UK carrier plans to offer in-flight communication as bonus from weather data installation
UK regional operator Flybe is planning to offer in-flight mobile communications as a fringe benefit from a satellite communication (satcom) installation intended to provide live weather data to the aircraft.
The satcom system also has the potential to provide volcanic ash warnings to the flightdeck through a separate initiative Flybe is conducting with the UK's Cambridge University.
The carrier is funding the satcom avionics fit by partnering with US weather data specialist AirDat, which procures the equipment expected to be installed on Flybe's fleet.
Flybe UK managing director Andrew Strong, speaking at an Embraer event in Palma de Mallorca, said the installation would focus initially on the carrier's new Embraer 175s and its 195s, because of the jets' longer sector advantage.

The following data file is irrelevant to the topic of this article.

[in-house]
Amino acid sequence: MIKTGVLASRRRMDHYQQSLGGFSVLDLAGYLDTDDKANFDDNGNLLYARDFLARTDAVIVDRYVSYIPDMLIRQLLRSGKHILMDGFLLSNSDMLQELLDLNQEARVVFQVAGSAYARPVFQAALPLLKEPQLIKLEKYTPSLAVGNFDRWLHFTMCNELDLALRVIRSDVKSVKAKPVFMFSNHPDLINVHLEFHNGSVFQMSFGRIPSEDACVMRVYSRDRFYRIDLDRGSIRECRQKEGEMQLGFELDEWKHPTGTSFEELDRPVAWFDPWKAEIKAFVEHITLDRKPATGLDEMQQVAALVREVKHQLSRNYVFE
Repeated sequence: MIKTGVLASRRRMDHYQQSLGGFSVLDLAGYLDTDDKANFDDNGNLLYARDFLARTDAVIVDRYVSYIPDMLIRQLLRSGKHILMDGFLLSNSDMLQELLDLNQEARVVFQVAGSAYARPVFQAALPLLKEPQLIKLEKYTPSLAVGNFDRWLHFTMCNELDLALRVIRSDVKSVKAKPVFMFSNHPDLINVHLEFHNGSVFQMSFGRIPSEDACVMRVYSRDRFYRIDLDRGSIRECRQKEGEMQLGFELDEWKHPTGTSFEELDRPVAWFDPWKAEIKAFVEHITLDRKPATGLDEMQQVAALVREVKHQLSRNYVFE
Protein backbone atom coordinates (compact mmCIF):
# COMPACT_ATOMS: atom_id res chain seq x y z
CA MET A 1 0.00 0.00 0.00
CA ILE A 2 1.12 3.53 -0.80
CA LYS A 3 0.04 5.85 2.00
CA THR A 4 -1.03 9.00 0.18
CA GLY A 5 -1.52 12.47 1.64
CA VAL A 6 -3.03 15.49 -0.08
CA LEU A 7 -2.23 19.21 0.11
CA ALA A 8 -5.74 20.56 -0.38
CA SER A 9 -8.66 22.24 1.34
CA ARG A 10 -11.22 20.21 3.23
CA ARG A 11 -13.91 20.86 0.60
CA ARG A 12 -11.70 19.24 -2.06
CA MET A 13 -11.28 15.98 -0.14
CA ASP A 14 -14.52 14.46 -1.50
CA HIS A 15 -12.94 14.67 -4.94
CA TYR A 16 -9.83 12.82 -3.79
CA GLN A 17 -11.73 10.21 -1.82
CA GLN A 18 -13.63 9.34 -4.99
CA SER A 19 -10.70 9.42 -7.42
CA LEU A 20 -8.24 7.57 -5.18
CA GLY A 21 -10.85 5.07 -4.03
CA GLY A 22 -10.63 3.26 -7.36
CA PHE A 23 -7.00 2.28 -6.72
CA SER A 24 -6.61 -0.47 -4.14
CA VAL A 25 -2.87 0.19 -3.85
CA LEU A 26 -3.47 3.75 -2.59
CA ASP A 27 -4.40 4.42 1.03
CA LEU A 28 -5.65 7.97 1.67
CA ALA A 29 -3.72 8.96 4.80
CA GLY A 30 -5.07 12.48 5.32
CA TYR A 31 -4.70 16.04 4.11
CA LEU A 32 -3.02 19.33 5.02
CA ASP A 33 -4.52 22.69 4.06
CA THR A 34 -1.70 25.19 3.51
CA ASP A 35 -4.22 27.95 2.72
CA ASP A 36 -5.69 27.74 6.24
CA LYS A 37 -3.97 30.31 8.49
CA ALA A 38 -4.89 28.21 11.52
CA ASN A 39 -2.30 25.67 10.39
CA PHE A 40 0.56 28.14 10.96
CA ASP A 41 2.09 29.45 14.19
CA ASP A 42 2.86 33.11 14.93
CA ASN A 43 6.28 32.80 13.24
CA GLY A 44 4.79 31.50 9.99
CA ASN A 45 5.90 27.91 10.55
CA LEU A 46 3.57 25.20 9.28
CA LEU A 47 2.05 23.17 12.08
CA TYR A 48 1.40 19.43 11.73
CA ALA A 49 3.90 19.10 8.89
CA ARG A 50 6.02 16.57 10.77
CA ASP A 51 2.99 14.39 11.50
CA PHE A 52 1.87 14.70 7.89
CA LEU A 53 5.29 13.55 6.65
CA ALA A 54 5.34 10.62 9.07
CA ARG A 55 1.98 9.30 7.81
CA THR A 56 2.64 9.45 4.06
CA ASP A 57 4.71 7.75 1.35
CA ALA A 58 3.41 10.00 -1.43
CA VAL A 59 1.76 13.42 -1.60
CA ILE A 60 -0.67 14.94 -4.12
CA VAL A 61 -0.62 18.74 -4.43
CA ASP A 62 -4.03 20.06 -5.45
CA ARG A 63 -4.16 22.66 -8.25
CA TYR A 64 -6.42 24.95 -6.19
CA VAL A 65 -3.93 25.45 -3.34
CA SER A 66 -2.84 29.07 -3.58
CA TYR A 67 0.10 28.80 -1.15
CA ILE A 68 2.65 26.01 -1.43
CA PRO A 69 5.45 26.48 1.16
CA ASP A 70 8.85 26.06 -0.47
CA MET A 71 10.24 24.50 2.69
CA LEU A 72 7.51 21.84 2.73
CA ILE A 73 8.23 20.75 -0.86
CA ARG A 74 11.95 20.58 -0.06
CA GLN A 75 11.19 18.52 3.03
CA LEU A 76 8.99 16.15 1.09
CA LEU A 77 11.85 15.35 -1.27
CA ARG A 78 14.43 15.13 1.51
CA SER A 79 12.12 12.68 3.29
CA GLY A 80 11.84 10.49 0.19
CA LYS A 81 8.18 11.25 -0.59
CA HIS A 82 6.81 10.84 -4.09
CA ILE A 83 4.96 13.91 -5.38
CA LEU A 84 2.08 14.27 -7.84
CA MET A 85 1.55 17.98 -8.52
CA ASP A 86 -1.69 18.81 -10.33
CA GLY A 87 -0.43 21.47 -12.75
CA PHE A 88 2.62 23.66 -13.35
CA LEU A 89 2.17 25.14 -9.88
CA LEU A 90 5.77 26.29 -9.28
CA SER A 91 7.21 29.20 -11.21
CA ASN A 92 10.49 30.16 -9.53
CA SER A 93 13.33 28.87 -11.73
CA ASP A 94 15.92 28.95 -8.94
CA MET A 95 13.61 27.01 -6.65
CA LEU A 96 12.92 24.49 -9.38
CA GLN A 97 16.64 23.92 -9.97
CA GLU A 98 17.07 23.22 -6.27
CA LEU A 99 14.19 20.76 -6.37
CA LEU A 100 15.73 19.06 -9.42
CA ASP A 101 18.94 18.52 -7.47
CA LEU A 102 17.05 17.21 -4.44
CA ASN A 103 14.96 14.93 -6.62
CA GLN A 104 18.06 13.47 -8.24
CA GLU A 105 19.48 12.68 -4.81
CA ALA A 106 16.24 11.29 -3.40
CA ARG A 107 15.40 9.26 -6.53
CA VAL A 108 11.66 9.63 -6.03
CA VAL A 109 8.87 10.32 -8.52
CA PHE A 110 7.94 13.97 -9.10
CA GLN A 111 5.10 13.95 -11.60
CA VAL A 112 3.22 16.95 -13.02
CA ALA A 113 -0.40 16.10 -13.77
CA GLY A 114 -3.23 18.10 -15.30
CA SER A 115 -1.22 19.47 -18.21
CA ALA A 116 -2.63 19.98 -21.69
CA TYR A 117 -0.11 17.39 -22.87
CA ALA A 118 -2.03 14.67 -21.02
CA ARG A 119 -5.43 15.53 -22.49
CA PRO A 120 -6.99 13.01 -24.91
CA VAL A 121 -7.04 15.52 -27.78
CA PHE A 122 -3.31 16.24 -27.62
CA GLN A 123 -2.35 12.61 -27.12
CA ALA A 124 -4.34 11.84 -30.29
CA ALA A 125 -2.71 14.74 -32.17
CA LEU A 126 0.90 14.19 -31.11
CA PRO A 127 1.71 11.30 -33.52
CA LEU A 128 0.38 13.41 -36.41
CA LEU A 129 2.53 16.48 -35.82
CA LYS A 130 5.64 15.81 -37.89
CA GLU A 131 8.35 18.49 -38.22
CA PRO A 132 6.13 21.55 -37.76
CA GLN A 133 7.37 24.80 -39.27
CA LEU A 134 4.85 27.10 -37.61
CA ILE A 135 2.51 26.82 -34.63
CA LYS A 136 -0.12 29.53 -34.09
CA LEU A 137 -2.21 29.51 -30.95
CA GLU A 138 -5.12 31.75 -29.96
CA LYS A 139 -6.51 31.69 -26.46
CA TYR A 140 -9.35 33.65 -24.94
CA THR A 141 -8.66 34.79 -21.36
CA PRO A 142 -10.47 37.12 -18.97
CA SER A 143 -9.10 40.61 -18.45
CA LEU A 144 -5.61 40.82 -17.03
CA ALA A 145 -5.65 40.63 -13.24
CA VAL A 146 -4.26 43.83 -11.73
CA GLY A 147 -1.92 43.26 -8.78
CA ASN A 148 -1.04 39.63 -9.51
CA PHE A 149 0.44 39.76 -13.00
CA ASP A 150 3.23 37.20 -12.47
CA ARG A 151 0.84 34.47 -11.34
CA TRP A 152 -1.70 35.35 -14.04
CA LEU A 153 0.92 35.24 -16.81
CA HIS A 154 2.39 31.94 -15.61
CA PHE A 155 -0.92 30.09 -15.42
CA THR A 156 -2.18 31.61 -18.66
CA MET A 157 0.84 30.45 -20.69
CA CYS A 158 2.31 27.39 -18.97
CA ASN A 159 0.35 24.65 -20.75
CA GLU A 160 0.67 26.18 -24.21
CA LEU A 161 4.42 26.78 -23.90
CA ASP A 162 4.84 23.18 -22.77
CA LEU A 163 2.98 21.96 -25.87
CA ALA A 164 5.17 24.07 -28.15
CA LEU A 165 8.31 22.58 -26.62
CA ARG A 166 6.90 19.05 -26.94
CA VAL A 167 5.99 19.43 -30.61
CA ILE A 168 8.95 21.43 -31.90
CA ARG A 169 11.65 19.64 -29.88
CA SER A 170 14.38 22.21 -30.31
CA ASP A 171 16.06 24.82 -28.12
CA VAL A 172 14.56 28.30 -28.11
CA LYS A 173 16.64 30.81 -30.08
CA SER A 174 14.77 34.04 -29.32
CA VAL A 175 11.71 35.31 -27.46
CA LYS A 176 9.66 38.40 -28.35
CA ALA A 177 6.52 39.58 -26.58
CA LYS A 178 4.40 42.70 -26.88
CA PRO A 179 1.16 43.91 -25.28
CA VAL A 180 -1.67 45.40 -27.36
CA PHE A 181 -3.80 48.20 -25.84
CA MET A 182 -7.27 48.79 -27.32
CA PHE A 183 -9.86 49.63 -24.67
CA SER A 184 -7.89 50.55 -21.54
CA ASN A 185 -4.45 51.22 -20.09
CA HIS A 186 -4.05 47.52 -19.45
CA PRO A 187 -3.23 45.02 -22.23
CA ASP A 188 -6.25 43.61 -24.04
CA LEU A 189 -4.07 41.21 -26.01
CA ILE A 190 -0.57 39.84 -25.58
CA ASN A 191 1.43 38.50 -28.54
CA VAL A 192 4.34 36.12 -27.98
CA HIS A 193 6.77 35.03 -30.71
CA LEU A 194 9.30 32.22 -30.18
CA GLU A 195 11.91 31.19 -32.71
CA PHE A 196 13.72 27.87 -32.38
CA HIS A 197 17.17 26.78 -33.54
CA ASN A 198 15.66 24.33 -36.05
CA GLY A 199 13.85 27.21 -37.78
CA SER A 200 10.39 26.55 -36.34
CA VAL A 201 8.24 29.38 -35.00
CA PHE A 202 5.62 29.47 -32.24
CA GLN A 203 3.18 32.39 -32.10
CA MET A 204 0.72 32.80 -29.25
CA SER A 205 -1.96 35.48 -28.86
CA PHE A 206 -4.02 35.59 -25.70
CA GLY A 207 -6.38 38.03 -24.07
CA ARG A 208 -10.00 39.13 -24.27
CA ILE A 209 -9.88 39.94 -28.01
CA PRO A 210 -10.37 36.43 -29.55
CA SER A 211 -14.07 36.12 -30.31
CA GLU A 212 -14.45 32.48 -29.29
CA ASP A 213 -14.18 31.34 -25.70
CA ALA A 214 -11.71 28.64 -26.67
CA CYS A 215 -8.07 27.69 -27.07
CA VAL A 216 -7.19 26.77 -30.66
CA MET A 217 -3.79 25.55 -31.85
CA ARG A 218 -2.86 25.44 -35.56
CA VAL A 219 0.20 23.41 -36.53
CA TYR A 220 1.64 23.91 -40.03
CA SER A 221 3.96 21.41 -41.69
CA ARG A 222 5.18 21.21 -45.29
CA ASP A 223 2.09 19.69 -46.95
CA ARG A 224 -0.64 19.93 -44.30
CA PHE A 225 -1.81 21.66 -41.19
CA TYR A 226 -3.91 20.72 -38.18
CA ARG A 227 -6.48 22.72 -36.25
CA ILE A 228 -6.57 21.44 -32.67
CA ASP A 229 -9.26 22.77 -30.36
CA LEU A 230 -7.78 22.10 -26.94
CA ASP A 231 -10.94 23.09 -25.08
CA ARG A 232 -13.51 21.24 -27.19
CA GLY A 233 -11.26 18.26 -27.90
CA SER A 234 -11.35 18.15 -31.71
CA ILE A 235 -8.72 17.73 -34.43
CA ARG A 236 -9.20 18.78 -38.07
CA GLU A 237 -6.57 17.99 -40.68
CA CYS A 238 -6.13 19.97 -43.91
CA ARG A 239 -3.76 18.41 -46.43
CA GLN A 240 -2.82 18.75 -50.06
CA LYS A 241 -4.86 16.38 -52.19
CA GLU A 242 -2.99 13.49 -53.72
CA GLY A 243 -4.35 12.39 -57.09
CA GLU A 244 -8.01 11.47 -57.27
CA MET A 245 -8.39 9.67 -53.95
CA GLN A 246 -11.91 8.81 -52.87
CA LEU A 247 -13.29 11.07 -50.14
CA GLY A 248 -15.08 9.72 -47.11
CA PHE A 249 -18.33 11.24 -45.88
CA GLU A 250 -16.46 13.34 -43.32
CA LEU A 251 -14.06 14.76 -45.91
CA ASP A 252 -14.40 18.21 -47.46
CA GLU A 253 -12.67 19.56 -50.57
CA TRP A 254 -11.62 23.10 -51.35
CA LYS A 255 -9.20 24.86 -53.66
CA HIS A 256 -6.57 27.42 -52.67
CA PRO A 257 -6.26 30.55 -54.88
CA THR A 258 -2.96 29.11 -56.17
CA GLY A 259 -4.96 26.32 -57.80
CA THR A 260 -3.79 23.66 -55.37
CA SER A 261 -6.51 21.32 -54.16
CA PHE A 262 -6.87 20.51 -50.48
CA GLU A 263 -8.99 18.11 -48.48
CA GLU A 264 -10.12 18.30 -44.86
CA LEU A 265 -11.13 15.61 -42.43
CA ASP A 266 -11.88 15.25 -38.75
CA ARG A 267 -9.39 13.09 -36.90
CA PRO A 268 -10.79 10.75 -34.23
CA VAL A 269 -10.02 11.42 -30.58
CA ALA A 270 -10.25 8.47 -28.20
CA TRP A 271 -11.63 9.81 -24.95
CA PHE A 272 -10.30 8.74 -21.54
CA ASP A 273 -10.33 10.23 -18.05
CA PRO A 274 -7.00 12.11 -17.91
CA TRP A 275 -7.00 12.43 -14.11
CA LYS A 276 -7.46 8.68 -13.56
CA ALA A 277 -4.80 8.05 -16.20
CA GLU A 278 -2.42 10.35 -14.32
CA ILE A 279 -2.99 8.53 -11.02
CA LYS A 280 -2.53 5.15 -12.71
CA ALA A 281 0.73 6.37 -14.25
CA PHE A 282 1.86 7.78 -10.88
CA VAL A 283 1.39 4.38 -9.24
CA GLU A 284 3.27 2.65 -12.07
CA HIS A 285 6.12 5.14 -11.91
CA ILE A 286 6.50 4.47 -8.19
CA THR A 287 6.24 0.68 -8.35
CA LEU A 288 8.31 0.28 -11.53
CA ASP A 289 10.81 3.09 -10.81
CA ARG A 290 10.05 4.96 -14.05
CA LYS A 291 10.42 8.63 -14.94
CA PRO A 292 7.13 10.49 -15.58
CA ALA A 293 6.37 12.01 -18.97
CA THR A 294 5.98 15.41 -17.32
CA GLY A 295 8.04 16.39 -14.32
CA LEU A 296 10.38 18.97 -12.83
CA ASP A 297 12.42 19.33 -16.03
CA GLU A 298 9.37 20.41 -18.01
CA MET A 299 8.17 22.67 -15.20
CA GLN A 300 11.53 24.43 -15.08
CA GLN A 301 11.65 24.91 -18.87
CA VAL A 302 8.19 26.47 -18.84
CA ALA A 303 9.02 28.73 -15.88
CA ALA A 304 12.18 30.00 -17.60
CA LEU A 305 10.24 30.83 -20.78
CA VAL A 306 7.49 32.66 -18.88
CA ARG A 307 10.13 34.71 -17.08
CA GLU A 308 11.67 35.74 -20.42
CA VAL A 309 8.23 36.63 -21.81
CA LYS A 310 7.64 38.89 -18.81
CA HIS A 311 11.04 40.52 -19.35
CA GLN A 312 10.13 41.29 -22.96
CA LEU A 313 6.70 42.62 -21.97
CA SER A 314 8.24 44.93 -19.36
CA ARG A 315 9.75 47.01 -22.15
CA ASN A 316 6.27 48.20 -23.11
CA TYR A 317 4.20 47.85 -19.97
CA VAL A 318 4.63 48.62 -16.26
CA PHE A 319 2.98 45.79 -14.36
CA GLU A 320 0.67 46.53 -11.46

"It is cheaper to acquire the hardware and install it on an airline than use weather balloons," said Strong. In return, Flybe gains operational control communications capabilities - for which the expenditure would otherwise be prohibitive - as well as enough satcom bandwidth to offer limited email and text air-ground communication to passengers. However, Strong said the carrier still has "to work out" if this service will be offered free or whether it could generate revenue for the airline.
Cambridge University is also developing a particulate matter sensor, which could provide Flybe with up-to-date volcanic ash information.
"Couple satcom with the detector and you can start providing some very interesting data," Strong said. He added that the idea is still in the "test-bed phase", and an aviation proof-of-concept could be ready within nine months. The system features a detector about the size of a coin mounted on the airframe, and differs from EasyJet's ash-detection development.
"We believe the market is vast and may not be limited to E-Jets," Strong said. Flybe expects to fit the satcom equipment from early next year, with 20 aircraft fitted by April 2012.
The system could also offer ash-detection capabilities
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